Graduates in Northern Syria Struggle with Unemployment and Market-Irrelevant Education

University graduates are taking various jobs unrelated to their field, including selling sweets and working at a gas station, according to Syria TV.

In Atarib, a city west of Aleppo, Mohammed Al-Salit, a law graduate from the Free University of Idleb (2020), runs a small shop selling hot drinks as a means of survival. Despite his degree, Al-Salit has faced significant challenges in finding employment in the region’s humanitarian and government organizations, leading him to pursue alternative means of livelihood.

Al-Salit’s experience reflects a broader trend in northwestern Syria, where university graduates struggle to find job opportunities matching their qualifications. Despite continuous efforts to secure positions in humanitarian organizations, Al-Salit, along with many others, has not received any responses, attributing this lack of opportunity to nepotism and a lack of connections.

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Supporting a family with three daughters, Al-Salit finds more stability in his small shop than in his university degree, which now hangs in a frame within the shop. His story is emblematic of the difficulties faced by many university graduates in the region.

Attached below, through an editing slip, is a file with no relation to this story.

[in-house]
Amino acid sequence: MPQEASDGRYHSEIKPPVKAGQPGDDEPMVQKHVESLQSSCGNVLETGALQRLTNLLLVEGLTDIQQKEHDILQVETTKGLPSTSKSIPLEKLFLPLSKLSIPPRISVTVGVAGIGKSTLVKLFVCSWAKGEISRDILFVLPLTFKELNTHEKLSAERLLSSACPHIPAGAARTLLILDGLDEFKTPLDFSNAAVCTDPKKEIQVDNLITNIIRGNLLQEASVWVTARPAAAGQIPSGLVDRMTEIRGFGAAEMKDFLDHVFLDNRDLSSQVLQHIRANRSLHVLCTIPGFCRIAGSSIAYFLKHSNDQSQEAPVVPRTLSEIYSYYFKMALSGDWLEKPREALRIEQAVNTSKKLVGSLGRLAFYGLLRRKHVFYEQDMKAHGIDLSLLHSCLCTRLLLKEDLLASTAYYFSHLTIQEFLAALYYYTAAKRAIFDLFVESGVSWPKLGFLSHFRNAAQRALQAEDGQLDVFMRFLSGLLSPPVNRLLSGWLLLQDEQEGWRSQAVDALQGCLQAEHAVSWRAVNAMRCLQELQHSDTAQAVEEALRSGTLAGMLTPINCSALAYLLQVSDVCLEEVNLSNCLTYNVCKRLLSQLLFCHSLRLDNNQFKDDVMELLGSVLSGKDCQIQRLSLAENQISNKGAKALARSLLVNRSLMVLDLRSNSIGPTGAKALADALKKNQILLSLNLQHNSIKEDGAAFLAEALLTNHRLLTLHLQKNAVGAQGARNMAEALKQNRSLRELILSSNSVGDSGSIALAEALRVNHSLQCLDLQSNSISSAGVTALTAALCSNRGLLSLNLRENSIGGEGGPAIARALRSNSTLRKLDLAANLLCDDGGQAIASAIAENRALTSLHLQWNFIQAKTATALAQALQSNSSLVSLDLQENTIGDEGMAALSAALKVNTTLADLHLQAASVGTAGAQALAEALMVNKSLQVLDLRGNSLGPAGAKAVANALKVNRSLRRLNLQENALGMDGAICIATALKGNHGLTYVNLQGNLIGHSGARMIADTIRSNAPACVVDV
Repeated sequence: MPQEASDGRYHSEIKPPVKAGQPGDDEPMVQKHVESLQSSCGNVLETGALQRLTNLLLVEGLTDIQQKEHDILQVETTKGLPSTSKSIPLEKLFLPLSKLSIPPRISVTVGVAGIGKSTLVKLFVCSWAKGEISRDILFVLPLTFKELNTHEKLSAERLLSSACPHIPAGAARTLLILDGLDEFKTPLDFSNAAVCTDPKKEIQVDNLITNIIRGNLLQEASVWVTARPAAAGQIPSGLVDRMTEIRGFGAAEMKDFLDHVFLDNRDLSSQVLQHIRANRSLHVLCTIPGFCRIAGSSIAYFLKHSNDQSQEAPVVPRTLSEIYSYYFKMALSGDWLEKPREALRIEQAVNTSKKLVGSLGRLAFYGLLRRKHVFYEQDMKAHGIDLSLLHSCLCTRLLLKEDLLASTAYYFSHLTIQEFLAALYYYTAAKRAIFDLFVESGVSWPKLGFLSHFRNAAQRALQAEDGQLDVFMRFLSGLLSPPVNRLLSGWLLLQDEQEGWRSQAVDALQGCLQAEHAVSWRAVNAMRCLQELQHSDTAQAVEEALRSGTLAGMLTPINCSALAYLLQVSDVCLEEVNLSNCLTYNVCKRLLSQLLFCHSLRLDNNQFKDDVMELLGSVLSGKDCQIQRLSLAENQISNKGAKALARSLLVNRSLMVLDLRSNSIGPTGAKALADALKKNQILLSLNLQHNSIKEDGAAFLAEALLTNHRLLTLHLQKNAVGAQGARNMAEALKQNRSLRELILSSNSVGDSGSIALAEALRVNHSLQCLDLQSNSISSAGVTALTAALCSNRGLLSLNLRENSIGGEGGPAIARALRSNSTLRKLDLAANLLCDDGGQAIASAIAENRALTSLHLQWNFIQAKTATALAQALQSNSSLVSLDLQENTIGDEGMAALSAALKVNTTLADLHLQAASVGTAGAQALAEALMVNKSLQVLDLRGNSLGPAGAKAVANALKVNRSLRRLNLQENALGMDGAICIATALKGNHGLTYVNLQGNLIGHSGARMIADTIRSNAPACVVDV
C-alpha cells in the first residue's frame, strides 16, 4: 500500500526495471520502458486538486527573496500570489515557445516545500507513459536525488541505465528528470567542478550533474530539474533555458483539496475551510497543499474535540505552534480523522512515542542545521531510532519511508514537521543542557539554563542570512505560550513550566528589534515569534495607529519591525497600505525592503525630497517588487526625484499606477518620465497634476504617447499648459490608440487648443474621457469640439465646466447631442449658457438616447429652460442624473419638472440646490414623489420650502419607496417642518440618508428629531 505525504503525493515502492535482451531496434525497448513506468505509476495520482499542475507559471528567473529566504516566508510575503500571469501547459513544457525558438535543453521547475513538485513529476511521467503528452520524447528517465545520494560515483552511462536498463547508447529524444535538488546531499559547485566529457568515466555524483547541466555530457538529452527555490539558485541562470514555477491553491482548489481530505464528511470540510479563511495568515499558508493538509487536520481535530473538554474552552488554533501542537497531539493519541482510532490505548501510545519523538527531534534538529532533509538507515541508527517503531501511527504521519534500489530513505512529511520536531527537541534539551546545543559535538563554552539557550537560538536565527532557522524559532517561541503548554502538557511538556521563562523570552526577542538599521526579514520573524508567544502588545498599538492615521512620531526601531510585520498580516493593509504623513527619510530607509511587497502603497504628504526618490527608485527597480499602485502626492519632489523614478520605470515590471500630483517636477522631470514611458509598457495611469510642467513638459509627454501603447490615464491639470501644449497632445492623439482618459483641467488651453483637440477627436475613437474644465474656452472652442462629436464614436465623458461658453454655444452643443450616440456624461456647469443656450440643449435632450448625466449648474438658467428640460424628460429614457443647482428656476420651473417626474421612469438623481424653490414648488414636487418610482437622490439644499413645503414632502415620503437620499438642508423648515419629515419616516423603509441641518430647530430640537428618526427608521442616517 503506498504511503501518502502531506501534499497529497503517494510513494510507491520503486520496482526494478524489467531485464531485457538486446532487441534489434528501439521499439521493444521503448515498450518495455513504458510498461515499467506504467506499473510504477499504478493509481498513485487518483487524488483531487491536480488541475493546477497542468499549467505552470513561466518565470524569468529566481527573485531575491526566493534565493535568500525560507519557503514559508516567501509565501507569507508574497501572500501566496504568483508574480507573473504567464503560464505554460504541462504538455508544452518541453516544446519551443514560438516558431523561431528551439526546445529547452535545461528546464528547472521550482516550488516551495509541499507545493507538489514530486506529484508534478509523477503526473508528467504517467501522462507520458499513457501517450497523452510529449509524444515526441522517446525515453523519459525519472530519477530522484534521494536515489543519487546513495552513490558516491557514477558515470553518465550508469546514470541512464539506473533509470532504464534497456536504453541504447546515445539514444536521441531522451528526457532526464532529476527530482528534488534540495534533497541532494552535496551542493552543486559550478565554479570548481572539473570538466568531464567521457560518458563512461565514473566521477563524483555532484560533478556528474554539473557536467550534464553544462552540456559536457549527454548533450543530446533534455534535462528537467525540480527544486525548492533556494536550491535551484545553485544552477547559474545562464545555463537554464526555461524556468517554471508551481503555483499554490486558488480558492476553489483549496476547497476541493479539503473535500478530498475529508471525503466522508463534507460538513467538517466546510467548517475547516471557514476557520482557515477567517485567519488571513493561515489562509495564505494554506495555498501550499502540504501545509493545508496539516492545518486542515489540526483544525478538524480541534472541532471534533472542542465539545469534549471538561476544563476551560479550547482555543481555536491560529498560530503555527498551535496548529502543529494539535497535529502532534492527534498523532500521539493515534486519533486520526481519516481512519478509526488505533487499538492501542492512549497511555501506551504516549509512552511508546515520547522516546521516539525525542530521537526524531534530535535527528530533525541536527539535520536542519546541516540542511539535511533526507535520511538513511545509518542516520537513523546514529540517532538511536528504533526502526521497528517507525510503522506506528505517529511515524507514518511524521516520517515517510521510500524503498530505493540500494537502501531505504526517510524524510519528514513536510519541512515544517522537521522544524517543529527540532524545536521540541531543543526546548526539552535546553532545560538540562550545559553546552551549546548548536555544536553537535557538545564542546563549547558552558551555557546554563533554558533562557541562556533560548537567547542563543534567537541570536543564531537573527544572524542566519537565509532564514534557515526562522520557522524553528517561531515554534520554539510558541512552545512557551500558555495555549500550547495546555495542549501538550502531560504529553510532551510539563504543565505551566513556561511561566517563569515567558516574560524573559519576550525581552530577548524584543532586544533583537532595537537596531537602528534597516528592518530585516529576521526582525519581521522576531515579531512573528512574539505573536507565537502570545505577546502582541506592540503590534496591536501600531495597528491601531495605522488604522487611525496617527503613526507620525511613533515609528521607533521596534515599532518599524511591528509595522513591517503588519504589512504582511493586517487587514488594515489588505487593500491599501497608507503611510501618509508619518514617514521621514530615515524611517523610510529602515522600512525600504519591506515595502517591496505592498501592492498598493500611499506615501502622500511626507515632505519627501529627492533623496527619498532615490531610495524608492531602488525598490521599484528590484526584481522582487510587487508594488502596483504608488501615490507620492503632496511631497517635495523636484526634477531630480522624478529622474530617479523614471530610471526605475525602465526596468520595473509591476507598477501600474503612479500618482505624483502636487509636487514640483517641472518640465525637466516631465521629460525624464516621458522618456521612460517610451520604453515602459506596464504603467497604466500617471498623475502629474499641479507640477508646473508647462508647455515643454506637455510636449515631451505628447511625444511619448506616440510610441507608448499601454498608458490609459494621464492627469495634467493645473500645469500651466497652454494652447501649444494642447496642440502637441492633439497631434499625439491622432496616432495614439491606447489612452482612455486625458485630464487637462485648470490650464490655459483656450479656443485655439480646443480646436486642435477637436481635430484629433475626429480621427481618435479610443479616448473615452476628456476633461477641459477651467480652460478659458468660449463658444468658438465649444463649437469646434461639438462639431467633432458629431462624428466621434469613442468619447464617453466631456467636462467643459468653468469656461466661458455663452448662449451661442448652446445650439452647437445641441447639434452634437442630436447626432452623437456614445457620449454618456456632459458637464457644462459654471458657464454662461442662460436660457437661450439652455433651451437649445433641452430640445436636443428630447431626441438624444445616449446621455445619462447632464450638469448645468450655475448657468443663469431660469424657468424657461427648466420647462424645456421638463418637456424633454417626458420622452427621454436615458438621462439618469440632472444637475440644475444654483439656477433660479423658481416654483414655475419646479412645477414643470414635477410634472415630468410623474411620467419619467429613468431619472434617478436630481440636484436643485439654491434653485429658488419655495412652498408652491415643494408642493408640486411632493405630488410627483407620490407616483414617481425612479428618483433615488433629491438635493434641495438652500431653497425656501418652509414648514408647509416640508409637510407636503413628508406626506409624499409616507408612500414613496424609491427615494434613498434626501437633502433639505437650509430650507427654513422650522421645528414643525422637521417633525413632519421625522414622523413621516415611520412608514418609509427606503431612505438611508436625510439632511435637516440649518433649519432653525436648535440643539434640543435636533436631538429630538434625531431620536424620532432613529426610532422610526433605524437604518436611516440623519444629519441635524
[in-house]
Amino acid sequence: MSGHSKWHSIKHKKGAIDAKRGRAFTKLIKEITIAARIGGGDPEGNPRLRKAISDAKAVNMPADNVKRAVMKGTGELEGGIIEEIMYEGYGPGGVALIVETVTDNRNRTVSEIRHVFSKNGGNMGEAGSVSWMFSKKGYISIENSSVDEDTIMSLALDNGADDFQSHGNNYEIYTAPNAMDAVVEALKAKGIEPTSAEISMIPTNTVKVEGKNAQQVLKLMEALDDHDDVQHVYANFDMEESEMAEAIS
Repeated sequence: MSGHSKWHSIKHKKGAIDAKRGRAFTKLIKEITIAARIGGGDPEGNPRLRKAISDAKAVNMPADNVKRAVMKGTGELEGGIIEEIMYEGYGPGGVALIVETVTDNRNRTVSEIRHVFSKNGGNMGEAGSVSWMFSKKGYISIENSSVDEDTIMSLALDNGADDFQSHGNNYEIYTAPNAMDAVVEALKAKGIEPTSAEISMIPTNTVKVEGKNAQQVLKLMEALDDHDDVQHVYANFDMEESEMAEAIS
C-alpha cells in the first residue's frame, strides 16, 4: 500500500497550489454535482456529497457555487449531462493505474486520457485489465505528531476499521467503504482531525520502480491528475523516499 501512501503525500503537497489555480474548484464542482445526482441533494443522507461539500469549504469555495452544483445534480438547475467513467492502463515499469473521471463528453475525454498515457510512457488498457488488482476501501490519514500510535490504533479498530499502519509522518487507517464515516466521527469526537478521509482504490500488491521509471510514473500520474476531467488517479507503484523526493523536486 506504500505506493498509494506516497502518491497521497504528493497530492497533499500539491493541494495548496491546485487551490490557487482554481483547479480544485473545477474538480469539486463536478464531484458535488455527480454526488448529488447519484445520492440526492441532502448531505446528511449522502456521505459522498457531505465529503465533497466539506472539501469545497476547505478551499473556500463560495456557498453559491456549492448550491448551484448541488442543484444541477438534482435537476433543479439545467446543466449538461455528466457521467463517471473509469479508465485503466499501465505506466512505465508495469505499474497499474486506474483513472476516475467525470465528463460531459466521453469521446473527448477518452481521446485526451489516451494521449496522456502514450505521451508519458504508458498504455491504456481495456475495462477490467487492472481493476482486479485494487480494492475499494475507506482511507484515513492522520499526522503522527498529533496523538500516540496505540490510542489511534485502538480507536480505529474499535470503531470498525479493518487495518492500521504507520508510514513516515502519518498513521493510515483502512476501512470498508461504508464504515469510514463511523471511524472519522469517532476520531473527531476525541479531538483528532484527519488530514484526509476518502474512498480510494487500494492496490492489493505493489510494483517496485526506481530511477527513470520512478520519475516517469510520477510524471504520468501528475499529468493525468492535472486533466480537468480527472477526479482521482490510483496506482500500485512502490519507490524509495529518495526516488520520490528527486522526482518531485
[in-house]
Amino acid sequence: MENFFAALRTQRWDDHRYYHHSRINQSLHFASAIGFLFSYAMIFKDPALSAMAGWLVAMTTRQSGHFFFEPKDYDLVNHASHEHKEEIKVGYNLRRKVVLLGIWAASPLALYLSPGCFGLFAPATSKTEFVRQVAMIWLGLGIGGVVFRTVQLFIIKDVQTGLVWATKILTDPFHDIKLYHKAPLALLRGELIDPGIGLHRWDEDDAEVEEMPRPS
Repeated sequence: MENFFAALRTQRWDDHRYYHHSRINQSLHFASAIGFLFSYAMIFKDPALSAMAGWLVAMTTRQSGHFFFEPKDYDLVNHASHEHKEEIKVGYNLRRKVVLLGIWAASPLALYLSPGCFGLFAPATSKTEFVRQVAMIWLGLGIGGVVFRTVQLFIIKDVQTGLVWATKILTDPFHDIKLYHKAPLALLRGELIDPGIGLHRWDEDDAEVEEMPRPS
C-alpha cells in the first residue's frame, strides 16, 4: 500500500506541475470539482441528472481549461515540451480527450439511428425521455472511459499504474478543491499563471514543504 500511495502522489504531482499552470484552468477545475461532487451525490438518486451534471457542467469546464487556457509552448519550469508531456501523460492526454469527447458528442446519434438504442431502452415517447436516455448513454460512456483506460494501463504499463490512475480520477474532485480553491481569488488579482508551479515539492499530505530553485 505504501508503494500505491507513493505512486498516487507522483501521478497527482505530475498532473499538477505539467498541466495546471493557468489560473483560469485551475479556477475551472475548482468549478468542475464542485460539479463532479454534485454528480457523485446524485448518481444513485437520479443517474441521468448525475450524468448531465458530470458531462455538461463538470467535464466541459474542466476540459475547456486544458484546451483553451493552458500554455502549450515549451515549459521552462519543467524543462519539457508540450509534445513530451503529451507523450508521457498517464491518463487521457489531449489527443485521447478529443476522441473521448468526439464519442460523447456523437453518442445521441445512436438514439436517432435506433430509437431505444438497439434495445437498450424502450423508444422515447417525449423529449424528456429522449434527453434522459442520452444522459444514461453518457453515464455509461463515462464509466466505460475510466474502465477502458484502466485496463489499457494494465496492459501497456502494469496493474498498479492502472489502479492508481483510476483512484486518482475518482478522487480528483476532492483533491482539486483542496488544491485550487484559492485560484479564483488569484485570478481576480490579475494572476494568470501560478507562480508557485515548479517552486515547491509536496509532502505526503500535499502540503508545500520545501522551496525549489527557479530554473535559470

Educational Institutions and Rising Unemployment

The situation of university graduates in Idleb and Aleppo is bleak. Interviews conducted by the Syria TV website reveal that students have little hope of finding relevant employment post-graduation. Many anticipate joining the ranks of the unemployed, their degrees offering no more than a symbol of their academic efforts.

Imad Bouzgha, an English literature graduate from the Free University of Aleppo, has taken up various jobs unrelated to his field, including selling sweets and working at a gas station. His experience underscores the disconnect between university education and the labour market.

The Response of Educational Institutions

Ahmed Al-Qaddour, Deputy Director of the Free University of Aleppo, emphasizes that the primary role of universities is to impart knowledge, not facilitate employment. He notes the diverse nature of university branches and the varying job prospects for different fields, with medical graduates having better employment prospects due to a shortage of medical staff in the region.

Al-Qaddour stresses the importance of students choosing majors wisely, considering market demands. However, he acknowledges the lack of job opportunities for graduates in fields like law and political science in northern Syria. He criticizes the regional governments for not establishing centers that could utilize these degrees, such as judiciary institutes or police colleges, which could create job opportunities if adequately supported.

The experiences of Al-Salit, Bouzgha, and other graduates in northwestern Syria highlight the disconnect between higher education and the job market, exacerbated by the region’s unstable political and economic conditions. The situation calls for a concerted effort from educational institutions and government bodies to bridge this gap and create opportunities that align with the academic qualifications of the region’s youth.

 

This article was translated and edited by The Syrian Observer. The Syrian Observer has not verified the content of this story. Responsibility for the information and views set out in this article lies entirely with the author.

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